Spreading the word to kids about what IT is really about and how they can get started now!

I wish the rest of the story was “I then picked up a bunch of IT subjects, was immediately successful and was finally surrounded by people just as nerdy as me”. But I can’t say it was that easy.

Getting amongst IT

I enjoyed that first taste of IT. That night I even considered changing my enrolment to include an IT unit… for a split second. I was quick to realise I would be a decade behind my friends who’d been coding since they were 8 years old and I didn’t think I’d be able to keep up.

It wasn’t until the following semester that I traded in a biology unit to try something daring, a computational science unit. I was still very hesitant to try it, but luckily a romantic interest persuaded me to do the class with him (if it wasn’t for being an 18 year old full of hormones this story might end here). It was lots of fun, but also a struggle. From where I was sitting it seemed like everyone already knew the programming aspect of the course and just needed to work out the maths. Meanwhile I was trying to learn the maths and the programming at the same time. But with a little bit of fight I made it out the other side.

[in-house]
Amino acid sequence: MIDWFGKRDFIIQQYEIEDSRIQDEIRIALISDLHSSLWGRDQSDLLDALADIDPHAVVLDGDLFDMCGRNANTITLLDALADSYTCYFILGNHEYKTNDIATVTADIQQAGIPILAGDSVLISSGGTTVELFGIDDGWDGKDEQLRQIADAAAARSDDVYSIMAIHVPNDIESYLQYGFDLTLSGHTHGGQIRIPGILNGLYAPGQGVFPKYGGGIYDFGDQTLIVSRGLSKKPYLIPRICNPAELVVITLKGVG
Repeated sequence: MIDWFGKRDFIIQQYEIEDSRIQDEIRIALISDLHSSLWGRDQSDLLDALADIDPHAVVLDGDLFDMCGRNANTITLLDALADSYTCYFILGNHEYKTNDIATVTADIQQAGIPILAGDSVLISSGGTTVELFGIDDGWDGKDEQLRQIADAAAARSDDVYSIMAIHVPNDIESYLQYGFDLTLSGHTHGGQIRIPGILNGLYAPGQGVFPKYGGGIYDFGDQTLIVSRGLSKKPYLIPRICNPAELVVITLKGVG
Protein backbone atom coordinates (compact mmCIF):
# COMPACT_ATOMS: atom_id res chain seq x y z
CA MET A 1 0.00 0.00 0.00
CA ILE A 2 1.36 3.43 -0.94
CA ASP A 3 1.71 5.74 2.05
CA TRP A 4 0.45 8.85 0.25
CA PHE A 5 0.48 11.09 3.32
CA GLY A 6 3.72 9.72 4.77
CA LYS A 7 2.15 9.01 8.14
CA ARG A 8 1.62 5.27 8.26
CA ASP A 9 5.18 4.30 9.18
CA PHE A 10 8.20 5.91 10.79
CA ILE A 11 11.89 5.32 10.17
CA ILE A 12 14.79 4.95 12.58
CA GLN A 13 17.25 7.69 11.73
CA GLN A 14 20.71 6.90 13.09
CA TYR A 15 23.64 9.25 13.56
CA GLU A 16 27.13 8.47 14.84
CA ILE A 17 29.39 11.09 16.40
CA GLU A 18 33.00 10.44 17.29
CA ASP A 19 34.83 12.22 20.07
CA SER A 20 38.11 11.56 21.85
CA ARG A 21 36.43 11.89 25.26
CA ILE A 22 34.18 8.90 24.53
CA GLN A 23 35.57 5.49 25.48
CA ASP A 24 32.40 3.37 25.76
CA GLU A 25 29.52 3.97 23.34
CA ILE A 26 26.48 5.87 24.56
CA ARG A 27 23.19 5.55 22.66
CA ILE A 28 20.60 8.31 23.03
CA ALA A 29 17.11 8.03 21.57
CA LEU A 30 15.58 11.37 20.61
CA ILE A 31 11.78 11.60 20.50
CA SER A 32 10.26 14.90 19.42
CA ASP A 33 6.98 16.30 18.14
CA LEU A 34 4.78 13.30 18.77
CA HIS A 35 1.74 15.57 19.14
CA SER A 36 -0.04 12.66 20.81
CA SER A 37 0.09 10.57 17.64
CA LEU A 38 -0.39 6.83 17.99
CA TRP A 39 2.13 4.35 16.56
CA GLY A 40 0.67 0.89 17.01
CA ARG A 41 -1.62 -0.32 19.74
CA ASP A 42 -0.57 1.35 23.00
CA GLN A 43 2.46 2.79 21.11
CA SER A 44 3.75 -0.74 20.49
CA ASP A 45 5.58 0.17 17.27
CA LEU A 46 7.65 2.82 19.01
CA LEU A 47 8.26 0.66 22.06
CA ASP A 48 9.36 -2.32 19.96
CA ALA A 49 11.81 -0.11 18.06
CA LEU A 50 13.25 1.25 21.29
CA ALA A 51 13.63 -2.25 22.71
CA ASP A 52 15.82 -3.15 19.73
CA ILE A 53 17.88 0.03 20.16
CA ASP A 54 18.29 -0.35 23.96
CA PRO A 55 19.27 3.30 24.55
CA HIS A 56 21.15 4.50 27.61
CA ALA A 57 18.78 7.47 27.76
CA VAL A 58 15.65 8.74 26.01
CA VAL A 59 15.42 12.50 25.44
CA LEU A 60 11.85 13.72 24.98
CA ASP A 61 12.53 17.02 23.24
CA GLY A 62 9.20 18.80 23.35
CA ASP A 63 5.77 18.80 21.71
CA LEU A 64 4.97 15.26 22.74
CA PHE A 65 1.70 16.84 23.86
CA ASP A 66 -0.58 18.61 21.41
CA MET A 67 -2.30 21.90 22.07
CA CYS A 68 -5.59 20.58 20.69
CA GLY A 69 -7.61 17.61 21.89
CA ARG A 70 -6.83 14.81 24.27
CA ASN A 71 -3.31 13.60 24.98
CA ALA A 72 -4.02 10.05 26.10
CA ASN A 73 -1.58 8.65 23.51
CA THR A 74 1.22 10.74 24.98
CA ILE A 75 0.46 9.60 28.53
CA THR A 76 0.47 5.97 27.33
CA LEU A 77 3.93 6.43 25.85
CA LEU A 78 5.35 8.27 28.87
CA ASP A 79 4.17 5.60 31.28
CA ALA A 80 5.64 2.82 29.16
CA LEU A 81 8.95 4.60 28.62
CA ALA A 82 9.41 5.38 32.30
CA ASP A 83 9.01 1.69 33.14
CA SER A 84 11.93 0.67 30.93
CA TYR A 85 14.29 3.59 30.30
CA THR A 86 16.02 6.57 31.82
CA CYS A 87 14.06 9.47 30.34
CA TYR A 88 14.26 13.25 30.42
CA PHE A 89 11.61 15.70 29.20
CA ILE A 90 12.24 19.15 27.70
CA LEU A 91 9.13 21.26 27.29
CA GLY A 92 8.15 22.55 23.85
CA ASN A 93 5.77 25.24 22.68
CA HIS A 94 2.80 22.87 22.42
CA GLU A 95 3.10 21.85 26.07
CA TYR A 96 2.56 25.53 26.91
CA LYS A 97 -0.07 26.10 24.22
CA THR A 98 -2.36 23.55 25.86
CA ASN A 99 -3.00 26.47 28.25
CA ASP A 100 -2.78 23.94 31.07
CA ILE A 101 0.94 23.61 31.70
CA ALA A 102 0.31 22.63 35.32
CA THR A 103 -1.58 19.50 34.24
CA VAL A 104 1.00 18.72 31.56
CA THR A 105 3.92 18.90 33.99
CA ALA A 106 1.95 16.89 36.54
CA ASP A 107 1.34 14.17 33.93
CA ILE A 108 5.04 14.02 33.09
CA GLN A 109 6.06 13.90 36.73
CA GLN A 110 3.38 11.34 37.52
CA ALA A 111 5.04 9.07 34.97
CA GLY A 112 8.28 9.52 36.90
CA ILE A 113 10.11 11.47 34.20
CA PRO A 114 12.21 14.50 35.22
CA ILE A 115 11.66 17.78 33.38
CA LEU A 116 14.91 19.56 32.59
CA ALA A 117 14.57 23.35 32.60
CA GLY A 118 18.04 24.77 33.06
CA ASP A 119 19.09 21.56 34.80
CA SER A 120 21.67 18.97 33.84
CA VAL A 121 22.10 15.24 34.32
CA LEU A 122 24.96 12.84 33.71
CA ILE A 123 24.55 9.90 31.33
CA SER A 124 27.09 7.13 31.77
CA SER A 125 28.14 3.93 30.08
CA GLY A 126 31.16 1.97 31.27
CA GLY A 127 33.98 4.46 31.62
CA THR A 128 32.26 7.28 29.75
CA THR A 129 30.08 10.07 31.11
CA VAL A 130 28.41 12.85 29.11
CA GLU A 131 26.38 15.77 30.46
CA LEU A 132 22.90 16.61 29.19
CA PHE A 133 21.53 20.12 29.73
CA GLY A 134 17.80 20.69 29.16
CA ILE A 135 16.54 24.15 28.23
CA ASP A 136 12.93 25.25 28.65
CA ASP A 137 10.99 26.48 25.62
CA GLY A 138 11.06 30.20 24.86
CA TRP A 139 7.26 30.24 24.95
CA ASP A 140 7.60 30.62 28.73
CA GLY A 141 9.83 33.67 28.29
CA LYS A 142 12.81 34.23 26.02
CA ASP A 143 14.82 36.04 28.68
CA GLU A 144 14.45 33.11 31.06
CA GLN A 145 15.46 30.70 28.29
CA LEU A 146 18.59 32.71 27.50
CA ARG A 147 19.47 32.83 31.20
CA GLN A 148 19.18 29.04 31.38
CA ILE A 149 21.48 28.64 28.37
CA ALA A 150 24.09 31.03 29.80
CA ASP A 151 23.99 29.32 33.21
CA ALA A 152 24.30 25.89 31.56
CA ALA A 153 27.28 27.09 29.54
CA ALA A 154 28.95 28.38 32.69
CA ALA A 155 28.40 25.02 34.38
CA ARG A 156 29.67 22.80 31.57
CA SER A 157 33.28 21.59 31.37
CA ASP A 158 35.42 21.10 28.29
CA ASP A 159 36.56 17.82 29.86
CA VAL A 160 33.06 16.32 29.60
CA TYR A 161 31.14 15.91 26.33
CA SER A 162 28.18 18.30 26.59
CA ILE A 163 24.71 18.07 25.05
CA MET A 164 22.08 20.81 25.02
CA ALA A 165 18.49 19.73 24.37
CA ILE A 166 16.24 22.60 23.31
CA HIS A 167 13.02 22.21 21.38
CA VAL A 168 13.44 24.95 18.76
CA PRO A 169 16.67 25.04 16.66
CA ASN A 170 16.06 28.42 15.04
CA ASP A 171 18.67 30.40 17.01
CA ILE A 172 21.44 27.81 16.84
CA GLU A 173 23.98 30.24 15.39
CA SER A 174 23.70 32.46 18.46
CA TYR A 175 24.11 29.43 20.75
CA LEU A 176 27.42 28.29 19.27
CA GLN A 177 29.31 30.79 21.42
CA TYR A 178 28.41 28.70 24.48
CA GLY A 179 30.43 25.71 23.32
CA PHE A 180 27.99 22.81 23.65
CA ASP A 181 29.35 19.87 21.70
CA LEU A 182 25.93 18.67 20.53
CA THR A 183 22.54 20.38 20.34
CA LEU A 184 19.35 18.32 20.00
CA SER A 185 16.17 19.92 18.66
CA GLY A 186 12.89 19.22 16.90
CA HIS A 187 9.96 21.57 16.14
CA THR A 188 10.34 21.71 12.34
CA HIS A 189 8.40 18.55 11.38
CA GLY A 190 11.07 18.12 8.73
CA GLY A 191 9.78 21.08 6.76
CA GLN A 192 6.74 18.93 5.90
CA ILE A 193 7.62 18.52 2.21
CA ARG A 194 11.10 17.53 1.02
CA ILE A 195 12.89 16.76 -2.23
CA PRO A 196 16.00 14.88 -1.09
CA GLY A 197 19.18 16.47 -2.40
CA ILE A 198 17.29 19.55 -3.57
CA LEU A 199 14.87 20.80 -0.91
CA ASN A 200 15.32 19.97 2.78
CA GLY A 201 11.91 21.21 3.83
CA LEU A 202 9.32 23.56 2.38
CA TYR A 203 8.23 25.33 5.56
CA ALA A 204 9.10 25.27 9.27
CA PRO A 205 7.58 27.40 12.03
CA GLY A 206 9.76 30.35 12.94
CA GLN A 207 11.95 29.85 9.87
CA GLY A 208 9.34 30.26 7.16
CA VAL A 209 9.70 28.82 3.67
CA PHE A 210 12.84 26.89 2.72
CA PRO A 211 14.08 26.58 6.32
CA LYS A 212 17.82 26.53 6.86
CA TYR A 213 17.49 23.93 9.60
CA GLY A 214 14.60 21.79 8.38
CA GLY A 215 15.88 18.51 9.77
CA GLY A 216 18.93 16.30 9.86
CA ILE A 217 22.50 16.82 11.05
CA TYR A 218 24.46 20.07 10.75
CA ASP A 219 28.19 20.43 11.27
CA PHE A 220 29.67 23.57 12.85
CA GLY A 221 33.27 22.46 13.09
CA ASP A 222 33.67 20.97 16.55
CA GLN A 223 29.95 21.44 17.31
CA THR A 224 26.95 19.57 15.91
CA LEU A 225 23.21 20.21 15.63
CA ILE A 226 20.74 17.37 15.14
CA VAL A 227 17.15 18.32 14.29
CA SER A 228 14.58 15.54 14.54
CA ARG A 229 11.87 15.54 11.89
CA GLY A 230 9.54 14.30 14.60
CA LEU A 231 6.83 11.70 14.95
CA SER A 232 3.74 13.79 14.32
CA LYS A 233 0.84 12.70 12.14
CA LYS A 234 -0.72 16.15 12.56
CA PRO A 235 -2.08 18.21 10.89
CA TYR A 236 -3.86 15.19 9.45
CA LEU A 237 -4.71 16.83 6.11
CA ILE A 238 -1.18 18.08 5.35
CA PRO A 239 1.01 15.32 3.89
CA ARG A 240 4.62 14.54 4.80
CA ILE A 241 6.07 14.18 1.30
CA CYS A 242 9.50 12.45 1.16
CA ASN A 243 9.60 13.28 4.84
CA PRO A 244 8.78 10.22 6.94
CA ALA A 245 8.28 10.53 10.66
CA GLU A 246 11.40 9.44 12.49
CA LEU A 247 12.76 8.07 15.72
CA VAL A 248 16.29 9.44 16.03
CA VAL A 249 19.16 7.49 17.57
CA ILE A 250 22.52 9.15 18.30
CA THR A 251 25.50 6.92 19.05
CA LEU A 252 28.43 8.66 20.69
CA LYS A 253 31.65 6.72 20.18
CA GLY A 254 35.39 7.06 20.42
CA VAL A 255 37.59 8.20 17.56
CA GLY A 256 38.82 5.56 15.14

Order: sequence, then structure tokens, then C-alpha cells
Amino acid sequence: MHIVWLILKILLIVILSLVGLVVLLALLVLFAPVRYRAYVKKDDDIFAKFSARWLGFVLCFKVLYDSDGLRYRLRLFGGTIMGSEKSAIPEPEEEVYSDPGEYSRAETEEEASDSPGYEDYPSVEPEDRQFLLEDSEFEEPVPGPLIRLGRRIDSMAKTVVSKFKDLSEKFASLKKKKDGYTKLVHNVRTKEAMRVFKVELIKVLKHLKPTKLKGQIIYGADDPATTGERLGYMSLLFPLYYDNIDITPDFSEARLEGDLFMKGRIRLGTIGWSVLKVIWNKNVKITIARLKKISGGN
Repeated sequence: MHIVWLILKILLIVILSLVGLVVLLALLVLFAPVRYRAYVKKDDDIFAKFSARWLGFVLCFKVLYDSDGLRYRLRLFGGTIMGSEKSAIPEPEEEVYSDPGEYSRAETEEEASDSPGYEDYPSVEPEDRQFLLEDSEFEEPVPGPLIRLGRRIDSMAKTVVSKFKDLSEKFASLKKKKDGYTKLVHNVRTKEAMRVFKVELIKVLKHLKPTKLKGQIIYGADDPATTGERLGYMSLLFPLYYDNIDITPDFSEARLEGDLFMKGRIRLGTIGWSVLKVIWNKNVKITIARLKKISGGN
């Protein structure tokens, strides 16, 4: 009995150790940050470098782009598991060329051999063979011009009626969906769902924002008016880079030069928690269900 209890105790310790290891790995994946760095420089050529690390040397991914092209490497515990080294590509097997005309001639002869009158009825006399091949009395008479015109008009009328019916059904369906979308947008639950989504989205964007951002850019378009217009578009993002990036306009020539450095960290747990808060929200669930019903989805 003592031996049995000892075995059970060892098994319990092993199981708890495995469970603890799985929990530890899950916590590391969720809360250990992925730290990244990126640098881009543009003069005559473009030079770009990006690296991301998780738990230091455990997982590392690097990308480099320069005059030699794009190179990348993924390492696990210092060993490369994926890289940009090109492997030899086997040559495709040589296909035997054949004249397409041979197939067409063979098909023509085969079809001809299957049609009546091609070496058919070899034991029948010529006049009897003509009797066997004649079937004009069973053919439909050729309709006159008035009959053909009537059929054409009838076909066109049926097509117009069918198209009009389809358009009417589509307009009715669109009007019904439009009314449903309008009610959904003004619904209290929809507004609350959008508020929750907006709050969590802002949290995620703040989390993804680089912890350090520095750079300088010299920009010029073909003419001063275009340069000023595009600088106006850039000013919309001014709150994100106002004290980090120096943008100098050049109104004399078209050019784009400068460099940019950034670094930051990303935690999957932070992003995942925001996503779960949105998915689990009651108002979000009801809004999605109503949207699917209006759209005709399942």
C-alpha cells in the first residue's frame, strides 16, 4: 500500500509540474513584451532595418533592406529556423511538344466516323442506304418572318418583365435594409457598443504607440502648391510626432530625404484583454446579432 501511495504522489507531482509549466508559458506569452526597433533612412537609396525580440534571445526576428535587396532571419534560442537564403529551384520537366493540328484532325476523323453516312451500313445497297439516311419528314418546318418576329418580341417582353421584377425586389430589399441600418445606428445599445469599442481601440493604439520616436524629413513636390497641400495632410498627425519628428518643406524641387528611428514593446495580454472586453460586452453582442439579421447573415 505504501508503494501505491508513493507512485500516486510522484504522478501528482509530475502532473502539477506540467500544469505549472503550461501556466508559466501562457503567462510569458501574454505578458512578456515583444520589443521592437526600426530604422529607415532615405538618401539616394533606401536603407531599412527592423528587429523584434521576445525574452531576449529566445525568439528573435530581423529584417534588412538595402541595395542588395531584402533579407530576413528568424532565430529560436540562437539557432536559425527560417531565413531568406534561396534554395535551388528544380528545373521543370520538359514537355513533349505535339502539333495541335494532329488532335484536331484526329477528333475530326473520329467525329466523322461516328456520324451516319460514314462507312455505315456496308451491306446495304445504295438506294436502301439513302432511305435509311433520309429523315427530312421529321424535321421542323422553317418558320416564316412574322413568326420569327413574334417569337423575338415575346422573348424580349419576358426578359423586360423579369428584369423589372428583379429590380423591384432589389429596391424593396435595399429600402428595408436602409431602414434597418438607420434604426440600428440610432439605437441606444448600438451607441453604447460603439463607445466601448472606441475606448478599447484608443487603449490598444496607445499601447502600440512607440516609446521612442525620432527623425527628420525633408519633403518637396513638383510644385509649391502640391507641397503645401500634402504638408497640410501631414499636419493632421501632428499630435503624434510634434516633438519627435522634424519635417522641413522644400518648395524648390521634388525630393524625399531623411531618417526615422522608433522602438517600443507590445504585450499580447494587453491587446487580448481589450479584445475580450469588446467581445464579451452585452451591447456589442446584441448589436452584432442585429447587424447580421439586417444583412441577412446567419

The GPN girls at a mentoring session. Finding out that everyone feels like IT is hard sometimes and not to give up!

I persevered and picked up more and more computer science units throughout my degree, eventually adding a computer science major to my collection.

There were plenty of days where I didn’t think I was cut out for it, you know those days when you’re crying over code that won’t compile at 3am. It felt like a race to keep up, but everyone had a huge head start. I was always running, running faster than I ever ran before to close that gap.

A lot of days I asked myself why. Why was I running so fast. I had plenty of other things I was studying at university. Why add the massive challenge of getting into a field where I was so far behind. It wasn’t even a place where I felt like I belonged. I wasn’t up on the geek culture movies or video games, not to mention the computer science jokes that mostly revolved around destroying your computer from the command line. Whether it was the technical challenges or fitting in socially, I had to keep running.